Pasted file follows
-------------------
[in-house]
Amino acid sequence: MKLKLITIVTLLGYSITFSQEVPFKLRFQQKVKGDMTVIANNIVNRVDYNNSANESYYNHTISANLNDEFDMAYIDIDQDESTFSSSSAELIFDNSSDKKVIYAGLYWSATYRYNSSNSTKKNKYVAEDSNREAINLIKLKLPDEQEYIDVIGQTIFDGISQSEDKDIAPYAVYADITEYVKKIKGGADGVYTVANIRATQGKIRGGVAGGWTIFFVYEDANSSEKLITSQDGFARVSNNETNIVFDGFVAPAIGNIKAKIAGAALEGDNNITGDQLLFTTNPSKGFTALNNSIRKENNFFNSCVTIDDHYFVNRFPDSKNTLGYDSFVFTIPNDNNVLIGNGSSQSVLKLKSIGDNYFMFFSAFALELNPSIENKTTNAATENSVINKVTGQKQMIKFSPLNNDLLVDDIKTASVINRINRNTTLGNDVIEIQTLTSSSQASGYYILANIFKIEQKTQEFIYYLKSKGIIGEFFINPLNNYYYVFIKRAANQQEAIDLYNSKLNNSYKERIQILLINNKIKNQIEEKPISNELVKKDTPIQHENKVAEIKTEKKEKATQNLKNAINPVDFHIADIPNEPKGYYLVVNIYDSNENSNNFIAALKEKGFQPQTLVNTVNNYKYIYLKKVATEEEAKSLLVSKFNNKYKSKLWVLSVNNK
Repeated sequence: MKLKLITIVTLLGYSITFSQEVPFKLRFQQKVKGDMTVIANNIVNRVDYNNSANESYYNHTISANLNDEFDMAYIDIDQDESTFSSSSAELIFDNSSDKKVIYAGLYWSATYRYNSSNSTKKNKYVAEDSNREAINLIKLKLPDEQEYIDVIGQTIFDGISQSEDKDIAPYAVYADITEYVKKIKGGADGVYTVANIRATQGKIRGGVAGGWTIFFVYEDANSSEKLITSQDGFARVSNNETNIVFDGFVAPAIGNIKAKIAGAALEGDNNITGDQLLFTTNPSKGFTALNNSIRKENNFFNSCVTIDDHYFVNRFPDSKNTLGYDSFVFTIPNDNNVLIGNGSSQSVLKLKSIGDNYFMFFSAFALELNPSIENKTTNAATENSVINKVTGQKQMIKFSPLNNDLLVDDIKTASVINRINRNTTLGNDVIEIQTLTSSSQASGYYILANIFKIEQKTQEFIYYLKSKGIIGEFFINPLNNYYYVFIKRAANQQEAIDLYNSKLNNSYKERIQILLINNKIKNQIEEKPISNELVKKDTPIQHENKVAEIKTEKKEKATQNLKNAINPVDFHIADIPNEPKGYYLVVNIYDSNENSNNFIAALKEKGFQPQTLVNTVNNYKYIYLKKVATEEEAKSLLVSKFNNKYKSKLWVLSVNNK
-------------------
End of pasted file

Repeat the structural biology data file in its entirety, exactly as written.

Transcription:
[in-house]
Amino acid sequence: MKLKLITIVTLLGYSITFSQEVPFKLRFQQKVKGDMTVIANNIVNRVDYNNSANESYYNHTISANLNDEFDMAYIDIDQDESTFSSSSAELIFDNSSDKKVIYAGLYWSATYRYNSSNSTKKNKYVAEDSNREAINLIKLKLPDEQEYIDVIGQTIFDGISQSEDKDIAPYAVYADITEYVKKIKGGADGVYTVANIRATQGKIRGGVAGGWTIFFVYEDANSSEKLITSQDGFARVSNNETNIVFDGFVAPAIGNIKAKIAGAALEGDNNITGDQLLFTTNPSKGFTALNNSIRKENNFFNSCVTIDDHYFVNRFPDSKNTLGYDSFVFTIPNDNNVLIGNGSSQSVLKLKSIGDNYFMFFSAFALELNPSIENKTTNAATENSVINKVTGQKQMIKFSPLNNDLLVDDIKTASVINRINRNTTLGNDVIEIQTLTSSSQASGYYILANIFKIEQKTQEFIYYLKSKGIIGEFFINPLNNYYYVFIKRAANQQEAIDLYNSKLNNSYKERIQILLINNKIKNQIEEKPISNELVKKDTPIQHENKVAEIKTEKKEKATQNLKNAINPVDFHIADIPNEPKGYYLVVNIYDSNENSNNFIAALKEKGFQPQTLVNTVNNYKYIYLKKVATEEEAKSLLVSKFNNKYKSKLWVLSVNNK
Repeated sequence: MKLKLITIVTLLGYSITFSQEVPFKLRFQQKVKGDMTVIANNIVNRVDYNNSANESYYNHTISANLNDEFDMAYIDIDQDESTFSSSSAELIFDNSSDKKVIYAGLYWSATYRYNSSNSTKKNKYVAEDSNREAINLIKLKLPDEQEYIDVIGQTIFDGISQSEDKDIAPYAVYADITEYVKKIKGGADGVYTVANIRATQGKIRGGVAGGWTIFFVYEDANSSEKLITSQDGFARVSNNETNIVFDGFVAPAIGNIKAKIAGAALEGDNNITGDQLLFTTNPSKGFTALNNSIRKENNFFNSCVTIDDHYFVNRFPDSKNTLGYDSFVFTIPNDNNVLIGNGSSQSVLKLKSIGDNYFMFFSAFALELNPSIENKTTNAATENSVINKVTGQKQMIKFSPLNNDLLVDDIKTASVINRINRNTTLGNDVIEIQTLTSSSQASGYYILANIFKIEQKTQEFIYYLKSKGIIGEFFINPLNNYYYVFIKRAANQQEAIDLYNSKLNNSYKERIQILLINNKIKNQIEEKPISNELVKKDTPIQHENKVAEIKTEKKEKATQNLKNAINPVDFHIADIPNEPKGYYLVVNIYDSNENSNNFIAALKEKGFQPQTLVNTVNNYKYIYLKKVATEEEAKSLLVSKFNNKYKSKLWVLSVNNK